You don’t have to be an amazing writer to keep a journal. Journaling is for everyone. And it’s been proven to help increase clarity, improve perspective and reduce stress.
Some famous people who kept a journal include:
Harry S. Truman
The ancients also tell stories of journaling and its healing effects. The ancient Hindu ritual of “maha vasana daha tantra” describes writing down problems and bringing them from the subconscious into the external mind and then during the ritual, releasing the suppressed emotions.
“The more light you allow within you, the brighter the world you live in will be.”
~ Shakti Gawain
And then there’s the science. University of Texas at Austin psychologist and researcher James Pennebaker confirms that regular journaling strengthens immune cells, called T-lymphocytes.
Other research indicates that journaling decreases the symptoms of asthma and rheumatoid arthritis. Pennebaker believes that writing about stressful events helps you come to terms with them, thus reducing the impact of these stressors on your physical health.
The act of writing accesses your left brain, which is analytical and rational. While your left brain is occupied, your right brain is free to create, intuit and feel. In sum, writing removes mental blocks and allows you to use all of your brainpower to better understand yourself, others and the world around you.
1. Draw or paint. Sometimes we don’t have words for what we are feeling and can begin to let the emotion out in the form of artwork.
2. For five to ten minutes just start writing as a “stream of consciousness.” Remember, don’t edit your thoughts or feelings and don’t bother to correct your grammar. Don’t censor your thoughts. Just go.
3. Talk to your inner child by writing his/her thoughts with your subdominant hand. Then respond back with your dominant hand. Notice what you find and what comes up.
4. Ask yourself key questions and then answer them from an open space, perhaps after a meditation. Are you right where you want to be? With work, your relationships, where you live?
5. Gratitude. Make a list of a few things you appreciate every day. Use positive quotes you find that uplift you and put them in your journal.
6. Just write about presence. Write about the present moment and where you are, what you feel, do, see, think… TODAY.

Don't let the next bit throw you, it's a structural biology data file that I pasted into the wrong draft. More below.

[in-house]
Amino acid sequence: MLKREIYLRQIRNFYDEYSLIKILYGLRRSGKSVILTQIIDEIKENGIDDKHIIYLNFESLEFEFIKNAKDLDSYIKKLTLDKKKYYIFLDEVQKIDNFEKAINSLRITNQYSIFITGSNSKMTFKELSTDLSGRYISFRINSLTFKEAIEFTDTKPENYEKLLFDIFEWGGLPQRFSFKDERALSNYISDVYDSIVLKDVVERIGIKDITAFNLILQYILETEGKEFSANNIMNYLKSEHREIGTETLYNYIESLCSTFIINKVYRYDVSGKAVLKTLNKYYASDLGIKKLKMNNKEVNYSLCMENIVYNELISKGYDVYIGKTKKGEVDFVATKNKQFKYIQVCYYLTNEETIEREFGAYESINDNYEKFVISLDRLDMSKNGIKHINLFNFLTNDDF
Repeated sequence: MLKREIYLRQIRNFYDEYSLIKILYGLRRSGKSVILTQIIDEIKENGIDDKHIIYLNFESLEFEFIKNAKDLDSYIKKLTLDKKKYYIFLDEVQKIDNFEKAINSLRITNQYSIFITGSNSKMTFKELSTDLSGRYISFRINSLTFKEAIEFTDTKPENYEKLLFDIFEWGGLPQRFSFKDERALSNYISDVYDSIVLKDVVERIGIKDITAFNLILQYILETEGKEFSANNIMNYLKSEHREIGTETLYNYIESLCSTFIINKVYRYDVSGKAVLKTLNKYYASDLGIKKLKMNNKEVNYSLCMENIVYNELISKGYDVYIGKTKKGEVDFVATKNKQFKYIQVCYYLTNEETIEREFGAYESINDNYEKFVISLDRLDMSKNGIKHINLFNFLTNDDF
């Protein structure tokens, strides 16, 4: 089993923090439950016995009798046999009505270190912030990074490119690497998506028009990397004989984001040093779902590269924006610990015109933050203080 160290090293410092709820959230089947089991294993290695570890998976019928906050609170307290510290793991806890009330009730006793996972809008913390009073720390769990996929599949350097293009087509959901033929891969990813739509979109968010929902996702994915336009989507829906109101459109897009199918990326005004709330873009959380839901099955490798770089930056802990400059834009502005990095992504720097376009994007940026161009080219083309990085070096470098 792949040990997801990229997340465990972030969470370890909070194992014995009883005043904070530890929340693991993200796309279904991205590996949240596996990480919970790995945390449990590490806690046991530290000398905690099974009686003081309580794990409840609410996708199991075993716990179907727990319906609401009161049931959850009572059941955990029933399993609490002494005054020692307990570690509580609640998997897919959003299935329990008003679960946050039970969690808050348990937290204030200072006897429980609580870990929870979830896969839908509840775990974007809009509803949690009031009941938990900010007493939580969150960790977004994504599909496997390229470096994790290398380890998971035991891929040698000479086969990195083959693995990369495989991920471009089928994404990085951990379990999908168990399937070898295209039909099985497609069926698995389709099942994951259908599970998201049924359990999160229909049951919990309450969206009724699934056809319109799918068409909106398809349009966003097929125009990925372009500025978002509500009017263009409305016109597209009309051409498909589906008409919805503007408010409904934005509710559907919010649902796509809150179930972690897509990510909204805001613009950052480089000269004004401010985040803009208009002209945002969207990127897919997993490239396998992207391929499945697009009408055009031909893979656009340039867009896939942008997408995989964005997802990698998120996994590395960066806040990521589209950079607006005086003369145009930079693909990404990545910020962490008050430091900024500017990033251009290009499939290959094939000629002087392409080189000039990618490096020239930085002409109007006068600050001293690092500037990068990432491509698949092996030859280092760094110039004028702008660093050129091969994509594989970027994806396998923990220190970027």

7. Snap a picture of a place/person/nature object that makes you feel something. Put it in your journal and write about it. Connect to your surroundings, especially the environment.
8. Write about when you succeed every week. Think of each success and log it in your journal for future inspiration.
9. Write as you play music that inspires you or moves you deeply. Songs may even trigger memories, let the stream of feelings and thought flow through you.
10. Write in third person if there is something that is hard to get out, that you struggle with, or that you find difficult to share even with yourself.
11. Write letters to people you cannot express what you feel to. This could be deceased relatives, your partner, your children, a co-worker. Keep them in your journal as you reflect on what you learned from your thoughts on the situation with them, so when you approach this person to talk, you feel more clarity or you just have a much needed emotional release in your journal.
12. We all have dark days, black moods, and anxious feelings. Use your journal to explore this darkness. You will actually find your inner light when you do.
13. Lastly, pause and breathe. Write down questions you have about life or concerns you feel then take a deep breath and listen for a response from your Higher Self. Let yourself
write automatically. If you don’t get an answer right away, look for signs during the day and record them. This is your intuition speaking.
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